Michael Schumacher suffered the highs and lows of motorsport life in one afternoon at Monza as, having racked up his 90th race win in front of the adoring tifosi
at Monza, he announced that the time had come to bow out of Formula One.
Even after the stewards had intervened to increase the gap between Schumacher and title rival Fernando Alonso at the start, penalising the Spaniard for allegedly blocking Ferrari's Felipe Massa during qualifying, the afternoon still revolved around the pair, despite the fact that they never ran together on track during the 53 laps.
At the front, Schumacher duelled for victory with McLaren's Kimi Raikkonen - the man widely expected to fill the German's seat at Ferrari next season - while, further back, Alonso had to battle his way through traffic and appeared poised to limit his losses with a podium place - only for his engine to expire in front of his rival's fans.
While Raikkonen got the better start to lead into the first chicane, Schumacher almost lost out to the fast-starting Nick Heidfeld, the BMW Sauber driver ahead into the corner, but backing off enough to allow Schumacher back through. While Heidfeld subsequently fell back through the order on the opening laps, however, new team-mate Robert Kubica was going the opposite way. Taking advantage of the German's loss of momentum, he ended the lap in third place, having started sixth, and would run at the head of the chasing pack almost throughout.
Raikkonen continued to lead Schumacher to the first round of pit-stops, the gap between them fluctuating around a second or two, but the die was cast when McLaren called its man in first. Schumacher had a lap more to make good his advantage and, when both cars were back on track, it was the Ferrari which was ahead. From thee, Schumacher wasn't headed, although Raikkonen kept him honest through the second round of stops, before easing back at the end to ensure he took second place.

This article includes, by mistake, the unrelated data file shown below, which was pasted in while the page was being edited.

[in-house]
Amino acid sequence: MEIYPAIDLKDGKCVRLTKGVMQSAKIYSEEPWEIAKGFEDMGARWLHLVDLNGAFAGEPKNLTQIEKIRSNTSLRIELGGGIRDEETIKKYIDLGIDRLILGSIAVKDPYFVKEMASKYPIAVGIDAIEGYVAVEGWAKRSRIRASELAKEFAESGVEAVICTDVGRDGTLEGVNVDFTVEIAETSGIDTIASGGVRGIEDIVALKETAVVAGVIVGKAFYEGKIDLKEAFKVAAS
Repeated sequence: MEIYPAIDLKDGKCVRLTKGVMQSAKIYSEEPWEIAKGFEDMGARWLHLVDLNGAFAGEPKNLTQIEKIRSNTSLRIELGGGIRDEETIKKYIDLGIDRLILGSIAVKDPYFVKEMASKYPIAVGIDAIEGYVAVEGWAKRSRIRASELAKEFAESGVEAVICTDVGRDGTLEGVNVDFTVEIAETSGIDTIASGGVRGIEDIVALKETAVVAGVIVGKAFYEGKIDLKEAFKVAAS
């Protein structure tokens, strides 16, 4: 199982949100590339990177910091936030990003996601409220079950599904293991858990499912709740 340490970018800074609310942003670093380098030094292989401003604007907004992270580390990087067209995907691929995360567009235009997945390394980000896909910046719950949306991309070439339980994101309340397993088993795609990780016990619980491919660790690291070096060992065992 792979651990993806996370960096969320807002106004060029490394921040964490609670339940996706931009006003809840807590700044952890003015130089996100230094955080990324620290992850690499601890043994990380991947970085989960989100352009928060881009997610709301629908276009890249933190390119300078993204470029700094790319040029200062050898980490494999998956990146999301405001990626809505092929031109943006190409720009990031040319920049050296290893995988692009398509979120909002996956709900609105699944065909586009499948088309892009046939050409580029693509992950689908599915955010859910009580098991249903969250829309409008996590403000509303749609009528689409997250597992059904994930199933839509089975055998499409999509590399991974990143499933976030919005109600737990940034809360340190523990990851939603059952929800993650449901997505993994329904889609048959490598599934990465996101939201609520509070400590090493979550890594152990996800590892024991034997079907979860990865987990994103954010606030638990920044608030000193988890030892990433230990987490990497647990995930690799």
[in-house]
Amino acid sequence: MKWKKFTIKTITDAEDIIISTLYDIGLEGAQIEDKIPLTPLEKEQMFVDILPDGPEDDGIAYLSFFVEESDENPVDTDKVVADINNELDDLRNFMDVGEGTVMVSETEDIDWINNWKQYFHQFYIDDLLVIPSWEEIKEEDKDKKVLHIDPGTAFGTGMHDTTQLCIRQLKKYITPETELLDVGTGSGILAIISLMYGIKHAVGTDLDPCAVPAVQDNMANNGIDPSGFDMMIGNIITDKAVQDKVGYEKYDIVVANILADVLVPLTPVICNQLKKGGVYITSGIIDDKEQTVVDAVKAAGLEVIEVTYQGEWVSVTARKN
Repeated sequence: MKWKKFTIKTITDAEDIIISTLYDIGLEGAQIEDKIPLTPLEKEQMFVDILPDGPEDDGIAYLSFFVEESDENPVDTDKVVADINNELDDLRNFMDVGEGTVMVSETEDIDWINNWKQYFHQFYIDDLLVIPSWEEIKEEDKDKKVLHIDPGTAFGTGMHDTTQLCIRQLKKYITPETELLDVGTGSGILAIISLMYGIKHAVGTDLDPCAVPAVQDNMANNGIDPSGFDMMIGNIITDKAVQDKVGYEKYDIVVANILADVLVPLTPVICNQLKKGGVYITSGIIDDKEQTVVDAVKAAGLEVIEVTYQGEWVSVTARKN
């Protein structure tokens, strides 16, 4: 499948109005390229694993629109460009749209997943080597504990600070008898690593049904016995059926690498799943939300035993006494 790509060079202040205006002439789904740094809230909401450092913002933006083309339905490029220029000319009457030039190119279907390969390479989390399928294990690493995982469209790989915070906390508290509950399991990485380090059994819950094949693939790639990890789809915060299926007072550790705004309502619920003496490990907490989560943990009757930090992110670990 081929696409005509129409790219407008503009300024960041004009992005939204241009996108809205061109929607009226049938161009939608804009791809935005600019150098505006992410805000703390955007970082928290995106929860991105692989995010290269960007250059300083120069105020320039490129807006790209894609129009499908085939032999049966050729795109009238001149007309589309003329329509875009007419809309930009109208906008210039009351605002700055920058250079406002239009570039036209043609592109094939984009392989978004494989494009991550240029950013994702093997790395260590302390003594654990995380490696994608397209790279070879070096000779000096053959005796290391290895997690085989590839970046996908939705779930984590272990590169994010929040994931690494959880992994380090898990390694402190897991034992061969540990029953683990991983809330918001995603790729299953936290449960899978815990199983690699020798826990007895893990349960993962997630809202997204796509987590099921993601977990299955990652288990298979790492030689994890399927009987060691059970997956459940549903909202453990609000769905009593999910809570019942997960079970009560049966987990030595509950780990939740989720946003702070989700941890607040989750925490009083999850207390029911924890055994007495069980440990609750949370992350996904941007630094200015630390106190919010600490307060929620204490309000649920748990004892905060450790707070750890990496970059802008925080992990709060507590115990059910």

Behind them, Alonso was up to seventh at the start, taking advantage of team-mate Giancarlo Fisichella's politeness at the opening corner, but soon found himself stuck behind Jenson Button's Honda. The Briton was happy to have qualified on the third row but both he and team-mate Rubens Barrichello complained of a lack of straight-line speed, having had to revert to their Turkey-spec engines when the 2008 unit failed to live up to expectation on Friday.
Alonso remained mired behind the Honda until the first round of pit-stops, but a quick turnaround from the Renault crew ensured that he was ahead by the mid-point. The order was confused by the split in strategies between the one- and two-stoppers, with Fisichella and Barrichello heading the former in making up ground. Heidfeld was among those making a couple of stops, and regained a couple of places - at the expense of Alonso and Button during his first. Unfortunately, he had done it by exceeding the speed limit and had to make an extra unscheduled call that dropped him out of the reckoning.
By the time the strategies converged, with less than a third of the race remaining, Schumacher and Raikkonen continued to run well ahead of their pursuers, now headed by Alonso after the Renault crew got him out ahead of Kubica. The pair pitted at exactly the same time, and with the R26 on the tail of the BMW Sauber, but exited side-by-side as the Swiss/German team released its charge into the path of the accelerating Alonso. With a wide pit exit, the Spaniard was able to nose ahead and, in a mood not to be messed with, secured third spot by the chicane.
The pit-stop had also got Alonso ahead of Massa, the second Ferrari unable to run at the same pace as its sister after dropping behind Kubica at the start. Unfortunately for the Spaniard, however, his determination to make up as much ground as possible eventually paid its price. Heading past the pits for the 44th time, the first wisps of smoke quickly became an eruption, with oil and debris quickly being thrown from the rear of the pale blue machine. The only consolation for Alonso and Renault will be that the failure removed the questions of 'what if?' had the points difference to Schumacher been affected merely by the penalty the Spaniard claimed had made him decide that F1 was 'no longer a sport'.